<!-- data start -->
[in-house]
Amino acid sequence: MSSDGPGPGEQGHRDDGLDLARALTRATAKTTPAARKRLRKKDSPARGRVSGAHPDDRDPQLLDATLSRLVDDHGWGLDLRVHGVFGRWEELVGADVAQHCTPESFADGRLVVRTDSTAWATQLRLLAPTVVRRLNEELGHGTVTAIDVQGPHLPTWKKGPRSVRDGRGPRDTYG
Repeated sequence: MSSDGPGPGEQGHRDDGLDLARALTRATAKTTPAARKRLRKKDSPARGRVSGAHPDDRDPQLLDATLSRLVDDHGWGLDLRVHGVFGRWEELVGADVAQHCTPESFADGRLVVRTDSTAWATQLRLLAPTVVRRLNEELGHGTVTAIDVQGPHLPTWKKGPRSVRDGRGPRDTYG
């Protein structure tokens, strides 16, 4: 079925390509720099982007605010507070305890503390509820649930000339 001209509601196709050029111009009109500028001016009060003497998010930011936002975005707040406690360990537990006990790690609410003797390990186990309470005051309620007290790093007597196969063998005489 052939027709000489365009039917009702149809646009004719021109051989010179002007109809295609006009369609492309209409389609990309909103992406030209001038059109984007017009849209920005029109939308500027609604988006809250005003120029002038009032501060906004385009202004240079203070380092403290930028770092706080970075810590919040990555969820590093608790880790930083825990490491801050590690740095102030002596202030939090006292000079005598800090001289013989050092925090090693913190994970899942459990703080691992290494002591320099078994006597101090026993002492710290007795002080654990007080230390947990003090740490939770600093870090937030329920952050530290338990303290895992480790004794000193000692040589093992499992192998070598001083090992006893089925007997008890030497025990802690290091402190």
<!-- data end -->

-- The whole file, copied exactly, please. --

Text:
[in-house]
Amino acid sequence: MSSDGPGPGEQGHRDDGLDLARALTRATAKTTPAARKRLRKKDSPARGRVSGAHPDDRDPQLLDATLSRLVDDHGWGLDLRVHGVFGRWEELVGADVAQHCTPESFADGRLVVRTDSTAWATQLRLLAPTVVRRLNEELGHGTVTAIDVQGPHLPTWKKGPRSVRDGRGPRDTYG
Repeated sequence: MSSDGPGPGEQGHRDDGLDLARALTRATAKTTPAARKRLRKKDSPARGRVSGAHPDDRDPQLLDATLSRLVDDHGWGLDLRVHGVFGRWEELVGADVAQHCTPESFADGRLVVRTDSTAWATQLRLLAPTVVRRLNEELGHGTVTAIDVQGPHLPTWKKGPRSVRDGRGPRDTYG
């Protein structure tokens, strides 16, 4: 079925390509720099982007605010507070305890503390509820649930000339 001209509601196709050029111009009109500028001016009060003497998010930011936002975005707040406690360990537990006990790690609410003797390990186990309470005051309620007290790093007597196969063998005489 052939027709000489365009039917009702149809646009004719021109051989010179002007109809295609006009369609492309209409389609990309909103992406030209001038059109984007017009849209920005029109939308500027609604988006809250005003120029002038009032501060906004385009202004240079203070380092403290930028770092706080970075810590919040990555969820590093608790880790930083825990490491801050590690740095102030002596202030939090006292000079005598800090001289013989050092925090090693913190994970899942459990703080691992290494002591320099078994006597101090026993002492710290007795002080654990007080230390947990003090740490939770600093870090937030329920952050530290338990303290895992480790004794000193000692040589093992499992192998070598001083090992006893089925007997008890030497025990802690290091402190």